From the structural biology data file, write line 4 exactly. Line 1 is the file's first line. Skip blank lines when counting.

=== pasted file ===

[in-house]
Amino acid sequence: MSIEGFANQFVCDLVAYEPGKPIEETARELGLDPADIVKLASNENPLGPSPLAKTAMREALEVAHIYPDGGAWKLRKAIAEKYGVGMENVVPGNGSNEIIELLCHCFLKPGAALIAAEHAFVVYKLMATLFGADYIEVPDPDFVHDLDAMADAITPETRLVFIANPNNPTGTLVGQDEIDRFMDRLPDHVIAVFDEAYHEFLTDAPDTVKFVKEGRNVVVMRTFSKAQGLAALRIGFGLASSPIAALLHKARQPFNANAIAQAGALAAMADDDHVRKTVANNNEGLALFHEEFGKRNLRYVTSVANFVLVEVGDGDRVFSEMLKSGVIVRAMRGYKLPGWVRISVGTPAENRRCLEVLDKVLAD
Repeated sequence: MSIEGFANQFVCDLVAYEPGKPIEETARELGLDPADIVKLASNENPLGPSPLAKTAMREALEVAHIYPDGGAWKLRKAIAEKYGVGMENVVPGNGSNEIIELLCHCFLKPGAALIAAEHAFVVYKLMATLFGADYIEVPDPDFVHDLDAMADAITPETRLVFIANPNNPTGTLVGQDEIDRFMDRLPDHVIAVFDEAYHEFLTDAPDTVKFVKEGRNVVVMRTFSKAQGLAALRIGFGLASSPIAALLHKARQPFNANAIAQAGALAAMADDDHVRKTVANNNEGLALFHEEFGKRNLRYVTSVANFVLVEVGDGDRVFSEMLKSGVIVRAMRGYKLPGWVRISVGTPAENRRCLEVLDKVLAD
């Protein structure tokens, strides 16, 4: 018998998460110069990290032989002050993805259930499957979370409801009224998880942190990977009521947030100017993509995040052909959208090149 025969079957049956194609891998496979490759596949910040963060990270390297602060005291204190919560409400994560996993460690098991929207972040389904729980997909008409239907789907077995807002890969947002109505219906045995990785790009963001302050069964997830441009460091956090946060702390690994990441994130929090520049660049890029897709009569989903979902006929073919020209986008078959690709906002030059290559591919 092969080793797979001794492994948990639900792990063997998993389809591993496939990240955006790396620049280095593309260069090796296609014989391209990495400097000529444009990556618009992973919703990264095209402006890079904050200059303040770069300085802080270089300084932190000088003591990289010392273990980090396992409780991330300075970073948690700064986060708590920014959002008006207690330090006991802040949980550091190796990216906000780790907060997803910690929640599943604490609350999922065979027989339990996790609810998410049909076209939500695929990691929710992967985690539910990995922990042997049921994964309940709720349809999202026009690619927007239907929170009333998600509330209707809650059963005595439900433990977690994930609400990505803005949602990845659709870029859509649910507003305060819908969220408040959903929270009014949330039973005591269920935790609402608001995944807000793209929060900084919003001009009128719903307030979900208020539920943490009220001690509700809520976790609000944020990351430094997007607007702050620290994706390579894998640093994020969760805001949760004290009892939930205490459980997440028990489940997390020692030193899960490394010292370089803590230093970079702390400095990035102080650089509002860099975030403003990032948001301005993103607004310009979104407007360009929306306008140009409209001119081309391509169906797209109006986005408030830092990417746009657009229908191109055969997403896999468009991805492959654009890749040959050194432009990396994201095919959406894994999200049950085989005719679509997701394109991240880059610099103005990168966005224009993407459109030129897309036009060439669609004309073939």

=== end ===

């Protein structure tokens, strides 16, 4: 018998998460110069990290032989002050993805259930499957979370409801009224998880942190990977009521947030100017993509995040052909959208090149 025969079957049956194609891998496979490759596949910040963060990270390297602060005291204190919560409400994560996993460690098991929207972040389904729980997909008409239907789907077995807002890969947002109505219906045995990785790009963001302050069964997830441009460091956090946060702390690994990441994130929090520049660049890029897709009569989903979902006929073919020209986008078959690709906002030059290559591919 092969080793797979001794492994948990639900792990063997998993389809591993496939990240955006790396620049280095593309260069090796296609014989391209990495400097000529444009990556618009992973919703990264095209402006890079904050200059303040770069300085802080270089300084932190000088003591990289010392273990980090396992409780991330300075970073948690700064986060708590920014959002008006207690330090006991802040949980550091190796990216906000780790907060997803910690929640599943604490609350999922065979027989339990996790609810998410049909076209939500695929990691929710992967985690539910990995922990042997049921994964309940709720349809999202026009690619927007239907929170009333998600509330209707809650059963005595439900433990977690994930609400990505803005949602990845659709870029859509649910507003305060819908969220408040959903929270009014949330039973005591269920935790609402608001995944807000793209929060900084919003001009009128719903307030979900208020539920943490009220001690509700809520976790609000944020990351430094997007607007702050620290994706390579894998640093994020969760805001949760004290009892939930205490459980997440028990489940997390020692030193899960490394010292370089803590230093970079702390400095990035102080650089509002860099975030403003990032948001301005993103607004310009979104407007360009929306306008140009409209001119081309391509169906797209109006986005408030830092990417746009657009229908191109055969997403896999468009991805492959654009890749040959050194432009990396994201095919959406894994999200049950085989005719679509997701394109991240880059610099103005990168966005224009993407459109030129897309036009060439669609004309073939």